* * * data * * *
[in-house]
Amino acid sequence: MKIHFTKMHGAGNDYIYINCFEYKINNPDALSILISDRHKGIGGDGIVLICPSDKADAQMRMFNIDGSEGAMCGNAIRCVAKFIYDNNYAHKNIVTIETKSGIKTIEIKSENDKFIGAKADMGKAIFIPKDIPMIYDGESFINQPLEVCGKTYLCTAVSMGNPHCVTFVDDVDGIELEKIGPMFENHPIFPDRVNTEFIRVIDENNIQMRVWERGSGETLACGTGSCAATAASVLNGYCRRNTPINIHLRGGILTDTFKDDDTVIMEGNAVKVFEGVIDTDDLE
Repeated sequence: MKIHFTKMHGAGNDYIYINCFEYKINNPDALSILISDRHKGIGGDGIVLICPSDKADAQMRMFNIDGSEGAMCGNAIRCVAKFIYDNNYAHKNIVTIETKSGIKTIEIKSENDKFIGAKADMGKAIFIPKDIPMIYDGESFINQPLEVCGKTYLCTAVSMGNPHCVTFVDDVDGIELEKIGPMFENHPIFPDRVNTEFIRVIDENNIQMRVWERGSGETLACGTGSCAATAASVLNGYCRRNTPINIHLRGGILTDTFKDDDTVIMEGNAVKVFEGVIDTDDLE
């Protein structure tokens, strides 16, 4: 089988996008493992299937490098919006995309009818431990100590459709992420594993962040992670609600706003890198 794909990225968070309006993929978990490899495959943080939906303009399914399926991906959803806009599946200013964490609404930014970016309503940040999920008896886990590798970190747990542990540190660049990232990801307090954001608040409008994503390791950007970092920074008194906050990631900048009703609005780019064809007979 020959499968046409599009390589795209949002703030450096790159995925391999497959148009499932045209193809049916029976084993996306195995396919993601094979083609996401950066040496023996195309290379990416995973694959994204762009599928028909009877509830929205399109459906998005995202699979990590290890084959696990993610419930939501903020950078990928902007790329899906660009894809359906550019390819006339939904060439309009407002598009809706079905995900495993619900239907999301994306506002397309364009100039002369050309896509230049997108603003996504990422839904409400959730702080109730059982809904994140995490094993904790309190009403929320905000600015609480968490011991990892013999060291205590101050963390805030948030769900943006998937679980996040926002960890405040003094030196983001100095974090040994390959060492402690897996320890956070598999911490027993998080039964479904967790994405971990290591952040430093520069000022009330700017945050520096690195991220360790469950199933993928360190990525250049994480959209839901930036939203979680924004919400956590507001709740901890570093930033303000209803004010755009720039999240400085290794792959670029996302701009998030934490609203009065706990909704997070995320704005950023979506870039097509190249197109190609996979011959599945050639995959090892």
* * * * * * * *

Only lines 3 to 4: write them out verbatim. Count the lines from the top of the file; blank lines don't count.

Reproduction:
Repeated sequence: MKIHFTKMHGAGNDYIYINCFEYKINNPDALSILISDRHKGIGGDGIVLICPSDKADAQMRMFNIDGSEGAMCGNAIRCVAKFIYDNNYAHKNIVTIETKSGIKTIEIKSENDKFIGAKADMGKAIFIPKDIPMIYDGESFINQPLEVCGKTYLCTAVSMGNPHCVTFVDDVDGIELEKIGPMFENHPIFPDRVNTEFIRVIDENNIQMRVWERGSGETLACGTGSCAATAASVLNGYCRRNTPINIHLRGGILTDTFKDDDTVIMEGNAVKVFEGVIDTDDLE
């Protein structure tokens, strides 16, 4: 089988996008493992299937490098919006995309009818431990100590459709992420594993962040992670609600706003890198 794909990225968070309006993929978990490899495959943080939906303009399914399926991906959803806009599946200013964490609404930014970016309503940040999920008896886990590798970190747990542990540190660049990232990801307090954001608040409008994503390791950007970092920074008194906050990631900048009703609005780019064809007979 020959499968046409599009390589795209949002703030450096790159995925391999497959148009499932045209193809049916029976084993996306195995396919993601094979083609996401950066040496023996195309290379990416995973694959994204762009599928028909009877509830929205399109459906998005995202699979990590290890084959696990993610419930939501903020950078990928902007790329899906660009894809359906550019390819006339939904060439309009407002598009809706079905995900495993619900239907999301994306506002397309364009100039002369050309896509230049997108603003996504990422839904409400959730702080109730059982809904994140995490094993904790309190009403929320905000600015609480968490011991990892013999060291205590101050963390805030948030769900943006998937679980996040926002960890405040003094030196983001100095974090040994390959060492402690897996320890956070598999911490027993998080039964479904967790994405971990290591952040430093520069000022009330700017945050520096690195991220360790469950199933993928360190990525250049994480959209839901930036939203979680924004919400956590507001709740901890570093930033303000209803004010755009720039999240400085290794792959670029996302701009998030934490609203009065706990909704997070995320704005950023979506870039097509190249197109190609996979011959599945050639995959090892």